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Friday, October 02, 2009

Q. I'm currently writing a television pilot in the veign of Lost, Flashforward, etc. I was able to get a hold of the Flashforward pilot and noticed a lot of f-bombs in the dialogue. Obviously this won't get past the script stage. So my question is; why would the writers use language they know can't be used on network, or even cable TV, for that matter? Is it to just try and impress the reader, or because they knew knew they had a pilot order?
That's a good question. It's naughty, but I've done it myself.

I think it's because cable has accustomed us to hearing people on TV drop f-bombs, just like in real life. So you hate to censor your characters, especially when the line calls out for foul language. "Fine, then, let's just screw" isn't funny as, well, you know. You figure it'll read better now, and then you can replace the word later.

It is naughty, though. I wouldn't do it unless you're sure you can get away with it. If you're an emerging writer, you run the risk of looking like you don't know you're writing for network.

(Incidentally, Canadian broadcast TV has slightly looser rules. You can say a lot of, er, stuff after 9 pm.)

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8 Comments:

You just reminded me of the deal Haddock made with CBC for Intelligence. Any time I was watching the show, I knew I was coming up on the midpoint 'cause that's when the "f-word" would start showing up. For some reason, CBC told him "after 9:30" He didn't always stick to that rule. Gave me a chuckle though.

By Blogger Daniel, at 1:53 PM  

What're the general "rules" for other swear words? *somewhere in the darkness the TV version of the MPAA tick off swear words on an abacus*

By Blogger Amy Butler, at 4:50 PM  

@Amy: They depend on time of day, and they vary by network or cable channel. They also depend on how popular the show is. Popular shows get away with more borderline language than unpopular ones do. Just watch the shows at that hour on that network and hear what they're not saying...

By Blogger Alex Epstein, at 5:06 PM  

In the UK, rules are pretty much anything post watershed (9pm), occasional swears past 6pm, and nothing in the day (bar live mishaps), from what I've heard this a lot more forgiving than in the US and Canada.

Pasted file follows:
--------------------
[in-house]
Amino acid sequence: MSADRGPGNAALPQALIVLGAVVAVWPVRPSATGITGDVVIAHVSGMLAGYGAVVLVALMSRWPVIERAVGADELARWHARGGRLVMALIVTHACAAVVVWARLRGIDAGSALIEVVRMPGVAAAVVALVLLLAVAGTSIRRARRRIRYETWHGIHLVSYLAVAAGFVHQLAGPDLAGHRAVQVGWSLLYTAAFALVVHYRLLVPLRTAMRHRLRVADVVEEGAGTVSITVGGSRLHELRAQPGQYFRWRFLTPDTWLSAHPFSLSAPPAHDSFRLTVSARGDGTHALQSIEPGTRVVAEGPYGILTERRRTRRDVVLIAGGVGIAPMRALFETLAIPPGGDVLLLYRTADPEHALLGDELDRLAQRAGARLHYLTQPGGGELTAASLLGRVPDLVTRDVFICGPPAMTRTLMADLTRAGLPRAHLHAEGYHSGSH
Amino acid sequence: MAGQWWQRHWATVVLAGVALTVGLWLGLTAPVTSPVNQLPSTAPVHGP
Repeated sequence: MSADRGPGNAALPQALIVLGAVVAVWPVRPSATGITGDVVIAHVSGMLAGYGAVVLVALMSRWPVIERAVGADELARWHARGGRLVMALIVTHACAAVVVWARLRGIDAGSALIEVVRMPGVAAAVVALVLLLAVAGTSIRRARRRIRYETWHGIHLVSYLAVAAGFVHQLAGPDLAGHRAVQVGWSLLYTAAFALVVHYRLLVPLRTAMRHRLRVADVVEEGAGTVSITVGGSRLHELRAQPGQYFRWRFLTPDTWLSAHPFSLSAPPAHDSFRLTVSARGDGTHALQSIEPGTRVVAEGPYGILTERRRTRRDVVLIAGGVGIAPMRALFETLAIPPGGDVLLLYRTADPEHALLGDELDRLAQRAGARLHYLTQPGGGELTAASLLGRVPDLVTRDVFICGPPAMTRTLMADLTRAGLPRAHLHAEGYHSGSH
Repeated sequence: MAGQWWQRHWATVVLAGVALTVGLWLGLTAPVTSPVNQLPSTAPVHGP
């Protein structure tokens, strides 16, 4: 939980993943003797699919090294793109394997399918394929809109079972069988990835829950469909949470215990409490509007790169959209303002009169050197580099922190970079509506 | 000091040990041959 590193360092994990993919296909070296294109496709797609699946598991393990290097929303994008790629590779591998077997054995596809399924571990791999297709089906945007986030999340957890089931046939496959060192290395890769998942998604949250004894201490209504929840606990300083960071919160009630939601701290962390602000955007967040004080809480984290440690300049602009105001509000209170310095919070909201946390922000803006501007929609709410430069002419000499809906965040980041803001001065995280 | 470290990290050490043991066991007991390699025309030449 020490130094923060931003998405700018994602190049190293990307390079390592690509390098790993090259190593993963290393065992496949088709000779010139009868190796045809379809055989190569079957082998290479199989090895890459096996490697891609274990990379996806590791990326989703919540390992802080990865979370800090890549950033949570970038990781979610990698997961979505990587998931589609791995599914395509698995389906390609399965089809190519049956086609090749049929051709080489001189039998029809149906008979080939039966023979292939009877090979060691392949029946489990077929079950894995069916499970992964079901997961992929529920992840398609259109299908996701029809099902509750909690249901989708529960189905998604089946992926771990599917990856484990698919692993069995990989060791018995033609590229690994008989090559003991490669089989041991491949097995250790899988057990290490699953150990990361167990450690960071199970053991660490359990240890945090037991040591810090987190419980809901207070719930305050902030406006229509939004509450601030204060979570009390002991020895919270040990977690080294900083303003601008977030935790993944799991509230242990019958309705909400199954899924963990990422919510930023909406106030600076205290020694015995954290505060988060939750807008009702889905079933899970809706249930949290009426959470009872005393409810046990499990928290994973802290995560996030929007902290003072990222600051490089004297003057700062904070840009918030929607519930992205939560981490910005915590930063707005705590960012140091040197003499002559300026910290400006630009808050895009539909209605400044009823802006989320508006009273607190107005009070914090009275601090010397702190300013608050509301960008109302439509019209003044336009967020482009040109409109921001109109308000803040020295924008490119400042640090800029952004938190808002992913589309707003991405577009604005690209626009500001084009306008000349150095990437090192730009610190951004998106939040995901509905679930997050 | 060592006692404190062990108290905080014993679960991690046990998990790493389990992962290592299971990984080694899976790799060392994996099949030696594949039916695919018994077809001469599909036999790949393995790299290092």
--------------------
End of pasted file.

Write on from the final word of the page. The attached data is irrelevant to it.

This is on the BBC too, not just satellite/cable.

By Blogger James Boocock, at 5:54 PM  

@James: Yeah, but we can have people say "bollocks" or "bugger" any time of day.

By Blogger Alex Epstein, at 6:05 PM  

Flash forward was originally developed for HBO that's why there are a lot of F bombs. I believe HBO still owns it but preferred to release it to a network so that it could make more money if you wanna know more about flash forward check out the Blog and podcast Blackout 2:17 at www.blackout217.com

By OpenID cabbages83, at 7:22 PM  

Hello, I am a student writer. How does one get the Flash Forward pilot episode script?

Thank you!

By Blogger garcon, at 1:07 PM  

Lost scripts have a lot of curse words, especially the f-bombs. My understanding is that they stand out in that way from other non-cable tv scripts. And since Flashfoward is trying to be the new Lost, I'm not surprised they follow suit in the writing of the script.

Having expletives enhances the drama and excitement while reading, which is the primary reason I've heard the Lost writers used them so much.

And if you're writing an action spec, you want to thrill your reader as much as possible.

By Blogger Claude, at 8:19 PM  

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